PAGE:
You may think the word ‘litigation’ isn’t the most exciting one of the English language, and probably most litigators would nod in agreement. It’s also not the most accessible one. That’s understandable: while it can be an extremely powerful tool, litigation has been inaccessible and under-utilised, especially for those who need it most: movements working to address structural inequalities in society.
There’s a lot to unpack in “community-driven litigation”, and unwinding its silver linings is the backbone of our newly founded organisation, Systemic Justice. We are thrilled to be launching our first legal challenge in autumn 2022, but alongside the preparations for that case, we observed it was crucial to analyse how litigation entangles with community in six different areas: climate justice, access to justice, policing, social protection, anti-racism, and free movement.
As identifying priorities for litigation is an essential step in this work, the past few months have been dedicated to bringing together almost 100 organisations and movements in a series of roundtable conversations across these six themes. The events’ focus on grassroots is the ingredient that will allow us to better understand the challenges and blockages most affecting communities’ access to justice. As intersectionality is an indissociable aspect of oppression, it also occupies a central role in Systemic Justice’s approach, underpinning what community-driven litigation is all about: connecting personal and societal realms, digital and non-digital, to injustice.
We believe that meaningful access to justice is a key milestone to level up the equity bar in society, and our longstanding work in this field prompt us to conclude that marginalised communities are disproportionately affected by the systems built by and for the few. Systemic Justice’s main aim is precisely to help revert this trend: our core purpose is to ensure access to justice is levelled to allow communities to drive impactful, lasting change for important challenges they otherwise are not able to advocate for. It is this bold, clear motto that drives us and keeps us moving forward.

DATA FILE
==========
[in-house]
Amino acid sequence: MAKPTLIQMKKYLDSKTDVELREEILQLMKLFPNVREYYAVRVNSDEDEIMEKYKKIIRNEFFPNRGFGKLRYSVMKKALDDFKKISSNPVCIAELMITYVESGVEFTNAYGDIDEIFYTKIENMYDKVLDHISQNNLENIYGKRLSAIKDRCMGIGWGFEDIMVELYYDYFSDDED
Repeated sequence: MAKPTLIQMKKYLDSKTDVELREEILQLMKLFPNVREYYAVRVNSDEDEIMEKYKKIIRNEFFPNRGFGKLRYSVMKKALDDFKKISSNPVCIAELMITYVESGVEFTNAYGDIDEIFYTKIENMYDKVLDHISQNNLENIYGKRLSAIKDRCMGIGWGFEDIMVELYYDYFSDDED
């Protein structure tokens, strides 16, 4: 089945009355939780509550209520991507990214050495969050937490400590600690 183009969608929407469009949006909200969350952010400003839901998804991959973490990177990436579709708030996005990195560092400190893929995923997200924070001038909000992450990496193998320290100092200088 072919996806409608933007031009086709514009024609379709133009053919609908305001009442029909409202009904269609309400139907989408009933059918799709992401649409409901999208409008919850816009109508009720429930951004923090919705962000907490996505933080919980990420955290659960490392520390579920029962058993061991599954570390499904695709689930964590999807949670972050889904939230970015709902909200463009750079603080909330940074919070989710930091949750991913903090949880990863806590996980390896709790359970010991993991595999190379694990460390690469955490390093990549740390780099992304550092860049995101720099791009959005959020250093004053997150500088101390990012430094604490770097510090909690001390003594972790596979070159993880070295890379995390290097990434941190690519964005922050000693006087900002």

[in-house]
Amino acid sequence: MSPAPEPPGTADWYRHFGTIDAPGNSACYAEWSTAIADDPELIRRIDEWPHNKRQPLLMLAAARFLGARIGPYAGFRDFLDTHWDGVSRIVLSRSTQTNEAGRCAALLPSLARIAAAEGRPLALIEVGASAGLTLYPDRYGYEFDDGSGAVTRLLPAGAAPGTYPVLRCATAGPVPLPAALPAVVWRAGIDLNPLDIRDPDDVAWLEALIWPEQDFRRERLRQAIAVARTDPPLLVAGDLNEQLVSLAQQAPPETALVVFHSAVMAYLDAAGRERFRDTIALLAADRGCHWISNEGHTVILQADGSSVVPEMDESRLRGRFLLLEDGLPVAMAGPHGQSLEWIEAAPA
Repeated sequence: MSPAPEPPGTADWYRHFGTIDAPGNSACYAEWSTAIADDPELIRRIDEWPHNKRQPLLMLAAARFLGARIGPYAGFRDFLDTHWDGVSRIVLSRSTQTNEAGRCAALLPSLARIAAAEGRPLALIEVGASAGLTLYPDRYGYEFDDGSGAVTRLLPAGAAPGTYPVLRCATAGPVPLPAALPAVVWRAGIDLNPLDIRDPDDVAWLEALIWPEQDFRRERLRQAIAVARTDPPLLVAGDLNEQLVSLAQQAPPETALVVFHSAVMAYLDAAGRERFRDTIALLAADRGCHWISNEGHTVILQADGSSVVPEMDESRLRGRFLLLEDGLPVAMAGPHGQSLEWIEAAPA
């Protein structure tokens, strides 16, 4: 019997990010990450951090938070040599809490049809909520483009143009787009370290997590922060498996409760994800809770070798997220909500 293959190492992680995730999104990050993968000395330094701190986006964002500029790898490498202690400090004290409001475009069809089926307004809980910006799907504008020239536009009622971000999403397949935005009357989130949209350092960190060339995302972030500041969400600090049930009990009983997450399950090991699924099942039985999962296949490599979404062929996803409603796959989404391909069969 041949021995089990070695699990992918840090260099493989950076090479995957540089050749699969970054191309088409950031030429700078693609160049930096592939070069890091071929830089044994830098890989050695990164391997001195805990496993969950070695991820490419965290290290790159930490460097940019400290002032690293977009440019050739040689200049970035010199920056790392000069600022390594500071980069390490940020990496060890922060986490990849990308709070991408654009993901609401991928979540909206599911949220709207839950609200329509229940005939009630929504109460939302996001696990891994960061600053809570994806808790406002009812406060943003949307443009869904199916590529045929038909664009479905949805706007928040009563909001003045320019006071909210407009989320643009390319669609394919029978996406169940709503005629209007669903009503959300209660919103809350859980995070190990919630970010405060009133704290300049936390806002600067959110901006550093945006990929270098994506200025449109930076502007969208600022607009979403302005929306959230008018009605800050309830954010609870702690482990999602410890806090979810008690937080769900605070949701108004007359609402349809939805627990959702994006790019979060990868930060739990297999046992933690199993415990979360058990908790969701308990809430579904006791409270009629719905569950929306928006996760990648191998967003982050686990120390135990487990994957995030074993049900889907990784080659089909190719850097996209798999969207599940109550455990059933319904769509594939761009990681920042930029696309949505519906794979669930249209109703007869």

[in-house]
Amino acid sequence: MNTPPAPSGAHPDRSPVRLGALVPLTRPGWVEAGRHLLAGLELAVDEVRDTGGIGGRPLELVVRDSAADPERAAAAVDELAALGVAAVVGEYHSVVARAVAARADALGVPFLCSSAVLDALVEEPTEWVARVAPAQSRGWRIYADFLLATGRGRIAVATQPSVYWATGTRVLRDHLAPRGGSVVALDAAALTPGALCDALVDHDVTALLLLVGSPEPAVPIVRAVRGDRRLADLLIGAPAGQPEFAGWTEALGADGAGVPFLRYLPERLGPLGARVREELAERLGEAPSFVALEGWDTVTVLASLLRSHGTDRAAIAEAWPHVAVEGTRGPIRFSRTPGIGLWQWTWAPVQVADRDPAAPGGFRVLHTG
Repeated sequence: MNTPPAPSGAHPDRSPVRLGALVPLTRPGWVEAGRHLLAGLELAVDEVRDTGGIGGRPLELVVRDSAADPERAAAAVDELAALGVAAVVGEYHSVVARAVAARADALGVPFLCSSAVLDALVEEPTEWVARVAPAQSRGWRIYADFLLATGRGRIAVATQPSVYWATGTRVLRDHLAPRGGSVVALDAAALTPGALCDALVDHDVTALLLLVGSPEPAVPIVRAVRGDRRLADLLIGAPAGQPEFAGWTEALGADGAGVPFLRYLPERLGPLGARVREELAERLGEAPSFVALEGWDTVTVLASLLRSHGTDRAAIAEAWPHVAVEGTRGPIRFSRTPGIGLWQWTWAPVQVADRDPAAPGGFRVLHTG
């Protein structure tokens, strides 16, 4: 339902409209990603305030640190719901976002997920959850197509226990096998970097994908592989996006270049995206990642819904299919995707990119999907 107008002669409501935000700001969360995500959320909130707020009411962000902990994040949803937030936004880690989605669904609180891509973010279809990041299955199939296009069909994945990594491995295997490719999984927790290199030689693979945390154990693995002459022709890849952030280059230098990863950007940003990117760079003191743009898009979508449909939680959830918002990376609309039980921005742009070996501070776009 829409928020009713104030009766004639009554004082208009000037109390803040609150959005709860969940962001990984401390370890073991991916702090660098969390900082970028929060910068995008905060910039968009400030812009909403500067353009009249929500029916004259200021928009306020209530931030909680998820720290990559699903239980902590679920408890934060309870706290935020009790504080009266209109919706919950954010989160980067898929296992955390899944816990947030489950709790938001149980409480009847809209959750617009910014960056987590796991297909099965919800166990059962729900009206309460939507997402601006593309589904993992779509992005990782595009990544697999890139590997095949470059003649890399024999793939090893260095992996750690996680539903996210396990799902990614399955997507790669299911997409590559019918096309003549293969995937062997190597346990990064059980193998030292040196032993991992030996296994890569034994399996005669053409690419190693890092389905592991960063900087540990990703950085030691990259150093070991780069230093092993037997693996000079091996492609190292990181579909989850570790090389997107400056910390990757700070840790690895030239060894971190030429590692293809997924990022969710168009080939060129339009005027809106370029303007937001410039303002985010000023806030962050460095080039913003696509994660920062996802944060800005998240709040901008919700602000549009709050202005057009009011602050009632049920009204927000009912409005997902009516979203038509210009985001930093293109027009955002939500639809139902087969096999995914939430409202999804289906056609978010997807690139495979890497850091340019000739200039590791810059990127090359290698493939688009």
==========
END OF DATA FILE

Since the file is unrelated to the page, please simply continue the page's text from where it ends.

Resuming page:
Zooming into the loophole of intersectional & systemic injustice, our organisation wants to scrutinise how a person’s characteristics or circumstances can compound harm, and how litigation can address these harms. But how does intersectionality come into play exactly? Take issues around social protection, where people with disabilities are discriminated because they require a societal safety net; or climate justice, where air pollution disproportionately affects communities of colour, as the case of 9-year-old Ella Adoo-Kissi-Debrah in the UK aptly demonstrates. It is the intersection of these segments of oppression that we have been exploring in our round-table sessions, and the collective process of enquiry brought by our exchanges is already showing its fruits as communities come up with concrete issues that will help us prepare for future legal challenges.